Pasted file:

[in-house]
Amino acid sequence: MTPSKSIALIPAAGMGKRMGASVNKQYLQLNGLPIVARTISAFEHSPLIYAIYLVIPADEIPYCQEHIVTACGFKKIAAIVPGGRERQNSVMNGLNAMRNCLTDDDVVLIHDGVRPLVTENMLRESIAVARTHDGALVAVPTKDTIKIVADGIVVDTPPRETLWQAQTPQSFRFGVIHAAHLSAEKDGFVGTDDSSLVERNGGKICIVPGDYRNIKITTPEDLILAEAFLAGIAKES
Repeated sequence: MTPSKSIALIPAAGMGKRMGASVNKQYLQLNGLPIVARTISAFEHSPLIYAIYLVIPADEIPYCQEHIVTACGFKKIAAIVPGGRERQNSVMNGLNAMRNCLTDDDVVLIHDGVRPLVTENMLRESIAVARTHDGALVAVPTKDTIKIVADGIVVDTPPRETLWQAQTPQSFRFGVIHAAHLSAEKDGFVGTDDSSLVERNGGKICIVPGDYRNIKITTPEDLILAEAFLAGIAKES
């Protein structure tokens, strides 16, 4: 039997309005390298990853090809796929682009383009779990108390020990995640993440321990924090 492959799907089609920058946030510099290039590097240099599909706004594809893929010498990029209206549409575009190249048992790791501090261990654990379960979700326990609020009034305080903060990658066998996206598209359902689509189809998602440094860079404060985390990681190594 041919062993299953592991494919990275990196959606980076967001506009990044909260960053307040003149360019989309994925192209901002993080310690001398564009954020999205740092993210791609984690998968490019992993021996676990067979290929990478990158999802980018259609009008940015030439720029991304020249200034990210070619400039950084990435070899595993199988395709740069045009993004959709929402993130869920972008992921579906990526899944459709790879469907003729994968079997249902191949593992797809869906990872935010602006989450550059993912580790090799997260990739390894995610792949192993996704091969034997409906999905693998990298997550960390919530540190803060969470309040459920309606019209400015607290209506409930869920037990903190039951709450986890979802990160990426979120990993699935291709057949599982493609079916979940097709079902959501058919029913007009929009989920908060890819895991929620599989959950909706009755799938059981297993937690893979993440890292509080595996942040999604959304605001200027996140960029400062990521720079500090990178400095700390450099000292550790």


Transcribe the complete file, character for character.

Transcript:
[in-house]
Amino acid sequence: MTPSKSIALIPAAGMGKRMGASVNKQYLQLNGLPIVARTISAFEHSPLIYAIYLVIPADEIPYCQEHIVTACGFKKIAAIVPGGRERQNSVMNGLNAMRNCLTDDDVVLIHDGVRPLVTENMLRESIAVARTHDGALVAVPTKDTIKIVADGIVVDTPPRETLWQAQTPQSFRFGVIHAAHLSAEKDGFVGTDDSSLVERNGGKICIVPGDYRNIKITTPEDLILAEAFLAGIAKES
Repeated sequence: MTPSKSIALIPAAGMGKRMGASVNKQYLQLNGLPIVARTISAFEHSPLIYAIYLVIPADEIPYCQEHIVTACGFKKIAAIVPGGRERQNSVMNGLNAMRNCLTDDDVVLIHDGVRPLVTENMLRESIAVARTHDGALVAVPTKDTIKIVADGIVVDTPPRETLWQAQTPQSFRFGVIHAAHLSAEKDGFVGTDDSSLVERNGGKICIVPGDYRNIKITTPEDLILAEAFLAGIAKES
């Protein structure tokens, strides 16, 4: 039997309005390298990853090809796929682009383009779990108390020990995640993440321990924090 492959799907089609920058946030510099290039590097240099599909706004594809893929010498990029209206549409575009190249048992790791501090261990654990379960979700326990609020009034305080903060990658066998996206598209359902689509189809998602440094860079404060985390990681190594 041919062993299953592991494919990275990196959606980076967001506009990044909260960053307040003149360019989309994925192209901002993080310690001398564009954020999205740092993210791609984690998968490019992993021996676990067979290929990478990158999802980018259609009008940015030439720029991304020249200034990210070619400039950084990435070899595993199988395709740069045009993004959709929402993130869920972008992921579906990526899944459709790879469907003729994968079997249902191949593992797809869906990872935010602006989450550059993912580790090799997260990739390894995610792949192993996704091969034997409906999905693998990298997550960390919530540190803060969470309040459920309606019209400015607290209506409930869920037990903190039951709450986890979802990160990426979120990993699935291709057949599982493609079916979940097709079902959501058919029913007009929009989920908060890819895991929620599989959950909706009755799938059981297993937690893979993440890292509080595996942040999604959304605001200027996140960029400062990521720079500090990178400095700390450099000292550790």